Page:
Money, Interest, and Policy
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Money, Interest, and Policy

Dynamic General Equilibrium in a Non-Ricardian World

By Jean-Pascal Benassy

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Summary

An important recent advance in macroeconomics is the development of dynamic stochastic general equilibrium (DSGE) macromodels. The use of DSGE models to study monetary policy, however, has led to paradoxical and puzzling results on a number of central monetary issues including price determinacy and liquidity effects. In Money, Interest, and Policy, Jean-Pascal Bénassy argues that moving from the standard DSGE models – which he calls "Ricardian" because they have the famous "Ricardian equivalence" property–to another, "non-Ricardian" model would resolve many of these issues. A Ricardian model represents a household as a homogeneous family of infinitely lived individuals, and Bénassy demonstrates that a single modification–the assumption that new agents are born over time (which makes the model non-Ricardian)–can bridge the current gap between monetary intuitions and facts, on one hand, and rigorous modeling, on the other.

After comparing Ricardian and non-Ricardian models, Bénassy introduces a model that synthesizes the two approaches, incorporating both infinite lives and the birth of new agents. Using this model, he considers a number of issues in monetary policy, including liquidity effects, interest rate rules and price determinacy, global determinacy, the Taylor principle, and the fiscal theory of the price level. Finally, using a simple overlapping generations model, he analyzes optimal monetary and fiscal policies, with a special emphasis on optimal interest rate rules.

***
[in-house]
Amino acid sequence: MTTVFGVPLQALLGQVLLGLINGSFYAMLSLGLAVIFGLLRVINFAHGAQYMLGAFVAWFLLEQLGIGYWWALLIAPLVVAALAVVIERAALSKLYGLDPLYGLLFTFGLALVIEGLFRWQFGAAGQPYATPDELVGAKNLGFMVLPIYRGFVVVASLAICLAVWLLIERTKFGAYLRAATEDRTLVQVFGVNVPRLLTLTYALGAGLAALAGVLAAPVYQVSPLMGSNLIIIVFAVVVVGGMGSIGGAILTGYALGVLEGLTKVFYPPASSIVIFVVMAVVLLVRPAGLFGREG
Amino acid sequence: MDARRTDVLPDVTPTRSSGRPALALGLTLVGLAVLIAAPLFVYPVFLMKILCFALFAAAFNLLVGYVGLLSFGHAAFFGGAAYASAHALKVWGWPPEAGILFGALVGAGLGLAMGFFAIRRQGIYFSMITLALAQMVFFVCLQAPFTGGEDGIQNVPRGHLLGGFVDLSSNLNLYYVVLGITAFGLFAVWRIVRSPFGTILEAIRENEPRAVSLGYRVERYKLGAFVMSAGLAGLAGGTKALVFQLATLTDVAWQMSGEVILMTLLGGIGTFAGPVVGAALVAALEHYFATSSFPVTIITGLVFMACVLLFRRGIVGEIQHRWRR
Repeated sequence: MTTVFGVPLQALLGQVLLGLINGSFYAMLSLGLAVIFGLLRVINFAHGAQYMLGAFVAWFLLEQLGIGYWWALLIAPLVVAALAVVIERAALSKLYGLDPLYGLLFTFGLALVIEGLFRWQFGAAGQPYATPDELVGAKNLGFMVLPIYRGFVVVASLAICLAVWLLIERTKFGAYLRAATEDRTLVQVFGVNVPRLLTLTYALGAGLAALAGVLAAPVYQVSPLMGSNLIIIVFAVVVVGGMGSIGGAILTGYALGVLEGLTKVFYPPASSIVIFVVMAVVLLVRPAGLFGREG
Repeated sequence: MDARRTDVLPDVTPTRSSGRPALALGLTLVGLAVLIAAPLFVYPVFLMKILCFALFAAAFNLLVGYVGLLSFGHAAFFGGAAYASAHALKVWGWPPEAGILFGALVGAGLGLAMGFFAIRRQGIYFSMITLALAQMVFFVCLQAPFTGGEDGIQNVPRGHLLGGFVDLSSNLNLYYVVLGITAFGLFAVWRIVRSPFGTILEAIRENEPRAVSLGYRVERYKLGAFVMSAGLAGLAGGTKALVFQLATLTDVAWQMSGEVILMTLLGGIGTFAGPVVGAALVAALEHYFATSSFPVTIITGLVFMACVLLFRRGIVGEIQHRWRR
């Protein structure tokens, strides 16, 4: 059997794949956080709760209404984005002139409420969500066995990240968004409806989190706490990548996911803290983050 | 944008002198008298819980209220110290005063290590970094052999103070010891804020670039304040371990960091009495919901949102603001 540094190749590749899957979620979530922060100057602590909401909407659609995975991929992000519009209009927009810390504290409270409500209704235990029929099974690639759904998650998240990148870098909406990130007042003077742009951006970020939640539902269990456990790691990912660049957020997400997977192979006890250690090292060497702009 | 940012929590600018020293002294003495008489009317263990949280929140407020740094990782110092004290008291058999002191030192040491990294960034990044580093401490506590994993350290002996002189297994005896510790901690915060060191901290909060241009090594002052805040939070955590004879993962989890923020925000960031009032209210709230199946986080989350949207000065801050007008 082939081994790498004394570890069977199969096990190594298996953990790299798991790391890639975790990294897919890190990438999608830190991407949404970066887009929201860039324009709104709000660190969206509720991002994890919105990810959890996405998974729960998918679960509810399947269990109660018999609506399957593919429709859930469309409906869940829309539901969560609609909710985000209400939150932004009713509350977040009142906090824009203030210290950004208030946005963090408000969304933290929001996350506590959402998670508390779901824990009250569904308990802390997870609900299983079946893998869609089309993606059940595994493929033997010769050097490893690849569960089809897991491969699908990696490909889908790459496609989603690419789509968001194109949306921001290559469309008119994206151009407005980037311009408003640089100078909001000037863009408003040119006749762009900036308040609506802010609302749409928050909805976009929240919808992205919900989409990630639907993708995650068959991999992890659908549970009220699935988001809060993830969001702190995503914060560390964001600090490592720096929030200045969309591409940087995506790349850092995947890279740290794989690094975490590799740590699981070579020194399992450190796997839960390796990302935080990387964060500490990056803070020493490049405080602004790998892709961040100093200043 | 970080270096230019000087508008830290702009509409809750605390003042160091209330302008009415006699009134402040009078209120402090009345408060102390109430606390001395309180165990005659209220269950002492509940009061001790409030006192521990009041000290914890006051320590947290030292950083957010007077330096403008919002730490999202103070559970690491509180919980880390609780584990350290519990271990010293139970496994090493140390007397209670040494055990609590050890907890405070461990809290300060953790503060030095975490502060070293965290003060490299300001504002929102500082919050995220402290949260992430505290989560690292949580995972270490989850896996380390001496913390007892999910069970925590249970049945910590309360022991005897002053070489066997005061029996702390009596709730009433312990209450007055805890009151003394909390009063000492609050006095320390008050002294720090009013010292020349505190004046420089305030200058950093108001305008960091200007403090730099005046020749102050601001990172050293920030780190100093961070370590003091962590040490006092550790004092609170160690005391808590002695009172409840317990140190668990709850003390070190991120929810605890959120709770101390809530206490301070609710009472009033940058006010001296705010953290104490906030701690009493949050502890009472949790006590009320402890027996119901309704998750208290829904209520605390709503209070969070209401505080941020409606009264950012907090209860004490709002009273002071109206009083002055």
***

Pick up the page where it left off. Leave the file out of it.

Hardcover

Out of Print ISBN: 9780262026130 216 pp. | 9 in x 6 in 14 illus.

Paperback

$5.75 S ISBN: 9780262524933 216 pp. | 9 in x 6 in 14 illus.

Endorsements

  • This book is a gem. Bénassy has managed the tour de force of presenting concisely the current debate on monetary policy, and of taking it into the little-explored territory of non-Ricardian models. He writes with his usual crispness and sharpness, and the reader comes out of the book's ten chapters wanting to learn more.

    Philippe Weil

    European Centre for Advanced Research in Economics and Statistics, Université Libre de Bruxelles